Sacajawea Healthcare for Pets staff will celebrate the veterinary clinic’s 40th anniversary next month with a small party, but they know the milestone is a momentous occasion, nevertheless.
Former Federal Way veterinarian Dr. Lee Harris started the practice at 1530 S. Dash Point Road on May 9, 1977, and the clinic is still thriving after all these years. Harris gave up the reins entirely in 2010 after selling the practice to National Veterinary Associates a few years earlier, but practice manager Dana Copenhaver said the clinic veterinarians still follow Lee’s model and passion today.
“He put his heart and soul into the practice,” she said.
Although he has moved on to other things and is an author on pet behavior, Lee still takes shifts at the clinic he founded when needed and will be at the 40th anniversary celebration.
Like Lee’s original practice, the clinic provides services for an array of animals, including dogs, cats and exotics, such as pocket pets like guinea pigs and chinchillas, reptiles, birds, rabbits and ferrets, Copenhaver said. Dr. Yvette Virgin, who trained under Lee, said the veterinarians at the clinic can handle most every situation, but the services are tailored to client’s needs.
“We focus on wellness care, wellness prevention, senior wellness, geriatric management, dentistry,” Virgin said.
A big part of the clinic is its pet wellness program, which stemmed from a senior pet initiative started by Harris years ago, which focuses on taking care of older animals, extending their lives and improving their quality of life as they age, Copenhaver said. Clients can purchase “Paw Plans,” which provides various services, including wellness exams, vaccinations, lab work, internal parasite treatments and de-worming, to animals throughout their lives, for a range of prices.
“Education, wellness care, I think is the best thing we do here,” Virgin said.
The clinic has four veterinarians and 13 other staff, including Copenhaver. They have almost 4,000 active clients and perform a wide range of services, including surgery, exams, diagnostics, radiographs, dentistry and microscopic evaluations. Virgin said they really try to respond to client needs.
“We really focus on client services and education,” she said, adding sometimes clients take their pets somewhere else, but they frequently return when they realize how much the clinic offers them.
In addition to high-quality care, Virgin said clients appreciate the staff’s attention to detail and compassion, which includes mailing post cards to grieving owners if a pet passes and follow-up phone calls after appointments.
Veterinarians do a fair number of walk-in emergencies and treat animals for wounds sustained in fights, animals who are hit by cars, pets who are in respiratory distress and more, but Virgin said if they decide 24-hour care is needed, the animal is transferred to another facility.
“It’s on a case-by-case basis,” she said.
Both Virgin and Copenhaver agree pet medicine has changed a lot through the years, as well as clients’ expectations for pet care, and the clinic has responded accordingly.
For example, visits with clients are scheduled to make sure the pets get the time from veterinarians necessary for their treatment, Copenhaver said. Wellness exams and vaccinations may not take much time, but dentistry work might take all morning, and the clinic makes sure it schedules enough time to suitably address the animal’s care.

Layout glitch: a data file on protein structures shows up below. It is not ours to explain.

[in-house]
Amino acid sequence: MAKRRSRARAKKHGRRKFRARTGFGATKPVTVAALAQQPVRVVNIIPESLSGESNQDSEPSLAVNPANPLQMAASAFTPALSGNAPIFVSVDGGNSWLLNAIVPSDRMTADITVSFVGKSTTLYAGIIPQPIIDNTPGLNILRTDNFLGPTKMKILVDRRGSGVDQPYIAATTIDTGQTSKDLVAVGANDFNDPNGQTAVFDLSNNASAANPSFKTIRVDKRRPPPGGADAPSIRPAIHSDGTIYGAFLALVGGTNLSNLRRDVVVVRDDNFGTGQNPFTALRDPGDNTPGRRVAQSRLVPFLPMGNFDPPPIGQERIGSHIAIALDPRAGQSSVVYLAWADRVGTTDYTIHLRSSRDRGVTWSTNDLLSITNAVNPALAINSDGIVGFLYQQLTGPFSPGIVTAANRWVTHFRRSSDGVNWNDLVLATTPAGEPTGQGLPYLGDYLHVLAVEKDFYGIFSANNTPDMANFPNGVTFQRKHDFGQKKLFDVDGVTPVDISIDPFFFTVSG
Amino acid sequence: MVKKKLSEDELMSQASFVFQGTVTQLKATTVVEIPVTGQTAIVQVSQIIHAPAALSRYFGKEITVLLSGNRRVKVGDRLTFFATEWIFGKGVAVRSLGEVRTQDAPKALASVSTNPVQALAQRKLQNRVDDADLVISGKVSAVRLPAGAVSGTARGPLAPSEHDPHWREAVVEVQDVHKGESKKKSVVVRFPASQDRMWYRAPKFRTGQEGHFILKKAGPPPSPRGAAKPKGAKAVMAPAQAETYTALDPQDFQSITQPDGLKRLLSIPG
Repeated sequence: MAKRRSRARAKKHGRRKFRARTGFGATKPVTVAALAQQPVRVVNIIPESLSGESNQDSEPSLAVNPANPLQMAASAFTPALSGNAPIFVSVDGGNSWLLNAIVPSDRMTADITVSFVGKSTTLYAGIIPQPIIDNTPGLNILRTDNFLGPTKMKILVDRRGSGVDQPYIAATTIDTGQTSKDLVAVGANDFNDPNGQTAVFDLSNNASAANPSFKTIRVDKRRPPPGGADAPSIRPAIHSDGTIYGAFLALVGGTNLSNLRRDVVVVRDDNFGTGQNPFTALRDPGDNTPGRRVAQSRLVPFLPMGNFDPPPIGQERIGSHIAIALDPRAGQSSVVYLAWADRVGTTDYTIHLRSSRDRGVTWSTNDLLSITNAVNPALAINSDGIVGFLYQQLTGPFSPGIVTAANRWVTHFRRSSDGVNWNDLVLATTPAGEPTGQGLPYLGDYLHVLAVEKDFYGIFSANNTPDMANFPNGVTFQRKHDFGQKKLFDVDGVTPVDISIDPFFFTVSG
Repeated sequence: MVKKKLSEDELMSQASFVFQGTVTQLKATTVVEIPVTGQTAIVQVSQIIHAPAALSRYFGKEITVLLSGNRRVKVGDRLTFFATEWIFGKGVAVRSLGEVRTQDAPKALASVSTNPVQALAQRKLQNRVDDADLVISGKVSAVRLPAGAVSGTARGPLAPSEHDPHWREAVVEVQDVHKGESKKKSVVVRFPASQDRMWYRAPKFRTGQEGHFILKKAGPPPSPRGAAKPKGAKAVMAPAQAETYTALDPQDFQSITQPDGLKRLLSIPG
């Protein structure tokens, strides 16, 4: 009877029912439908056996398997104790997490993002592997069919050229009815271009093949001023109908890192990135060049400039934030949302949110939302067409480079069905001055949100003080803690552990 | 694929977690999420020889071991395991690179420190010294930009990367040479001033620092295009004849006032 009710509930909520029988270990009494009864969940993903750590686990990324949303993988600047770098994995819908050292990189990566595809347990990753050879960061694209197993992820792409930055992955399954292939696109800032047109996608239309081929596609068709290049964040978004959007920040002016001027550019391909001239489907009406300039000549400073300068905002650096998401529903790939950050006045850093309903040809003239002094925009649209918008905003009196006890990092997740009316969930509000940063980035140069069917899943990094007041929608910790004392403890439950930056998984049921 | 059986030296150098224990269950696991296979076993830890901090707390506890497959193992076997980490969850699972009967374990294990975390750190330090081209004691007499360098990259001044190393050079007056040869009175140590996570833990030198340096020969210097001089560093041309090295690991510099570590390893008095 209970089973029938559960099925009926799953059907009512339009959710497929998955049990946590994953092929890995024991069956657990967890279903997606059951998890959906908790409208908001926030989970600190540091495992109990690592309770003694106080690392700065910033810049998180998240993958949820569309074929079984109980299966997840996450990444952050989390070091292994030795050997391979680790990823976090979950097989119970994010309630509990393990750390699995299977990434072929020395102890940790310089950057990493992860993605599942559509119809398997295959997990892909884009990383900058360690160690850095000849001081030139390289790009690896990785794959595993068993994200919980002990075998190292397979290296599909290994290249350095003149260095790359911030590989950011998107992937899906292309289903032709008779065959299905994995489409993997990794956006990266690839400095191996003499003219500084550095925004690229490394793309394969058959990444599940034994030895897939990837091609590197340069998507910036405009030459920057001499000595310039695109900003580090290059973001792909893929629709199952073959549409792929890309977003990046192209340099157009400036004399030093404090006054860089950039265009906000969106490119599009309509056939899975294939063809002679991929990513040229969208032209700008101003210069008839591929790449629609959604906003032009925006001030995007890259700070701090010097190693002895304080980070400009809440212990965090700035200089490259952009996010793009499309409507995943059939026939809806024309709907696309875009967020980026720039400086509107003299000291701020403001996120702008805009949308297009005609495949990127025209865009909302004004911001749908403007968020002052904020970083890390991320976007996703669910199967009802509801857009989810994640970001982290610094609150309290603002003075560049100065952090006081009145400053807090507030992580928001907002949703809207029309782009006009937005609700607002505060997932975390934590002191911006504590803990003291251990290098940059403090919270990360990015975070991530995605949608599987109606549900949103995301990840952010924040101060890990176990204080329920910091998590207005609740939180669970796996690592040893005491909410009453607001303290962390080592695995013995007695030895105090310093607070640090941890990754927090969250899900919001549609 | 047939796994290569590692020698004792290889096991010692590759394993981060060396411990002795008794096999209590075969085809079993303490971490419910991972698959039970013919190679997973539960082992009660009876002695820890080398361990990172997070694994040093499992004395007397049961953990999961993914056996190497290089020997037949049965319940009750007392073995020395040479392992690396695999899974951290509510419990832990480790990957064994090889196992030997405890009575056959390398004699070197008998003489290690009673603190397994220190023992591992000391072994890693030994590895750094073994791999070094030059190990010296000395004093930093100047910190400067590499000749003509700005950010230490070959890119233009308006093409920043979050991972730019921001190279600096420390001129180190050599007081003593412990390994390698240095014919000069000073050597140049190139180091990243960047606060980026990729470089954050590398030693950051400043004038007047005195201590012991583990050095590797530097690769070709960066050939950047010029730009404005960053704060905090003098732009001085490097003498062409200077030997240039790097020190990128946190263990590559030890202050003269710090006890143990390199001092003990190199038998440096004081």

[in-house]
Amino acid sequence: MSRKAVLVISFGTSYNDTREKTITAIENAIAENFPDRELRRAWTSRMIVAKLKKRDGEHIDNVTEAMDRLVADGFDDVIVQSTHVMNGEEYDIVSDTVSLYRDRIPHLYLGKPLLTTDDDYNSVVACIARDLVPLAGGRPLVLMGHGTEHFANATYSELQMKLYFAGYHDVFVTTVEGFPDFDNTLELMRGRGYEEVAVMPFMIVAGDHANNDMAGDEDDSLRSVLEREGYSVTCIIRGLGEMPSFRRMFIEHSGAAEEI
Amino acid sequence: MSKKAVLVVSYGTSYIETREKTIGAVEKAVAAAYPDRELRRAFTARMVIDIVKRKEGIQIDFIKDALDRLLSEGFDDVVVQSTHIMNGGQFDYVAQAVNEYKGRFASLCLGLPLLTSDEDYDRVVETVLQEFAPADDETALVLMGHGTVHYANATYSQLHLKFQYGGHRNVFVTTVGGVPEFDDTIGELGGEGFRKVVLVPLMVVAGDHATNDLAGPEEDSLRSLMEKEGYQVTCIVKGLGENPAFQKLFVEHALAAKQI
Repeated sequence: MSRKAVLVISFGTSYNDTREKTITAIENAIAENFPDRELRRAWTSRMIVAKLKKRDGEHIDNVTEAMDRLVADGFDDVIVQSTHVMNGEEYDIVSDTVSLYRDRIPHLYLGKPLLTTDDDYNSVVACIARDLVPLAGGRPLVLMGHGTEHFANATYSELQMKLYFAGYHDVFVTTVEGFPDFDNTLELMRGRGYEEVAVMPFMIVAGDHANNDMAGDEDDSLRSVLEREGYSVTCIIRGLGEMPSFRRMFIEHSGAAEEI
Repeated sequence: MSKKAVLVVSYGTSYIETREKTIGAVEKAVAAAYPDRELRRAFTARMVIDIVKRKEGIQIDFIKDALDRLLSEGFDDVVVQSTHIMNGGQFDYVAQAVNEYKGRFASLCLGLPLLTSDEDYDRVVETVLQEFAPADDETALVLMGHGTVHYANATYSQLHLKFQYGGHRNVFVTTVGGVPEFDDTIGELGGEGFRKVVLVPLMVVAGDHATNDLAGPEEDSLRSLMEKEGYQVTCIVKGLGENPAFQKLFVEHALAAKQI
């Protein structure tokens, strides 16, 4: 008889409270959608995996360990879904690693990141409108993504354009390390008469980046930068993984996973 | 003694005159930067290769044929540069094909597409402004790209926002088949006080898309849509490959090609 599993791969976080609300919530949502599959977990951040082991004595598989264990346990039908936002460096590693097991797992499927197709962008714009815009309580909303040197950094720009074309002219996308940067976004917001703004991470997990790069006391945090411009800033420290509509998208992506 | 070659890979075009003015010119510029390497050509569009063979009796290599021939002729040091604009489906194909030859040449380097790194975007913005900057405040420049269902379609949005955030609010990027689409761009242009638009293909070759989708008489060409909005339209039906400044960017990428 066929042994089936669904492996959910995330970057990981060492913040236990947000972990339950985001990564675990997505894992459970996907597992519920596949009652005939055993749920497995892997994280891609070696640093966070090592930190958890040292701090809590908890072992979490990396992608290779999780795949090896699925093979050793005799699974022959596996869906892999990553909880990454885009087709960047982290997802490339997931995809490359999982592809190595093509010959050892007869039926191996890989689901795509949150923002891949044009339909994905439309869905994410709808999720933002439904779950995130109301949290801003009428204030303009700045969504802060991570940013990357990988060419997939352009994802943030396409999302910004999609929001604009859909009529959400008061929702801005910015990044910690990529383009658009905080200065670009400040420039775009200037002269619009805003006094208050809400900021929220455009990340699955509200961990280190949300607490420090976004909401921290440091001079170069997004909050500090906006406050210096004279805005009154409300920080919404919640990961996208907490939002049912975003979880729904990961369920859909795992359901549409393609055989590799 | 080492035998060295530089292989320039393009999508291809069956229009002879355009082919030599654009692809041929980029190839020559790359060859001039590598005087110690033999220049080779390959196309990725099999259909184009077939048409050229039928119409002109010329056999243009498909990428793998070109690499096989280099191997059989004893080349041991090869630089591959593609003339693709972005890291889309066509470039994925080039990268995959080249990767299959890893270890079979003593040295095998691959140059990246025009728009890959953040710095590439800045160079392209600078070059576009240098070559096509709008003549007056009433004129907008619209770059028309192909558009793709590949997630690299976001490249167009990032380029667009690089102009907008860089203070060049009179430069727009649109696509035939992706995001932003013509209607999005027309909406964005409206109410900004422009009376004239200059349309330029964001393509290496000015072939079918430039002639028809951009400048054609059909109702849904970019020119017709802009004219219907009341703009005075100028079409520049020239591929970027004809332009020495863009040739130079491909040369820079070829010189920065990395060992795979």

As well, the vet clinic works with a lot of specialists, but instead of referring clients to the specialist, the specialists are brought to the clinic.
Copenhaver said this reflects pet owners’ desires for their animals to receive advanced healthcare.
“Standards of care have changed, so we have changed our standards of care,” Virgin added. “Just because it worked 20 years ago doesn’t mean it works today.”
Copenhaver said a big challenge is meeting the needs of all the different demographics in the area and the vast range of income levels.
The clinic has clients with very little income to some who are quite wealthy. She said the clinic offers top-of-the-line care based on the client’s budget.
“Paw Plans are a way for us to provide that care, at a discounted price,” she said, adding prevention education is also a key focus, which saves clients’ money in the long run.
Copenhaver said, rather than have somebody pay $2,500 for dentistry work on an 8-year-old Chihuahua, veterinarians will educate clients on the importance of brushing their animals’ teeth.
Being part of a corporation alleviates some of the challenges the clinic may otherwise face, too.
Copenhaver said hitting a 40th anniversary mark is significant for any business in these uncertain economic times, but especially for veterinary clinics.
She said it is becoming a trend for corporations to purchase veterinary clinics because it is “very expensive to operate a vet clinic,” and corporations know how to run the business aspect, while the veterinarians focus on animal medicine.
Copenhaver said not many clients even realize the clinic was sold to a corporation, however, because NVA purchases successful clinics and continues to let them operate as they always have, while providing different resources and support, such as business tools, IT support, equipment purchases, educational training and more.
“It’s a very unusual model, but it’s very successful,” she said.
For more information on Sacajawea Healthcare for Pets, visit its website at www.sacajaweahealthcareforpets.com, or call 253-216-8160.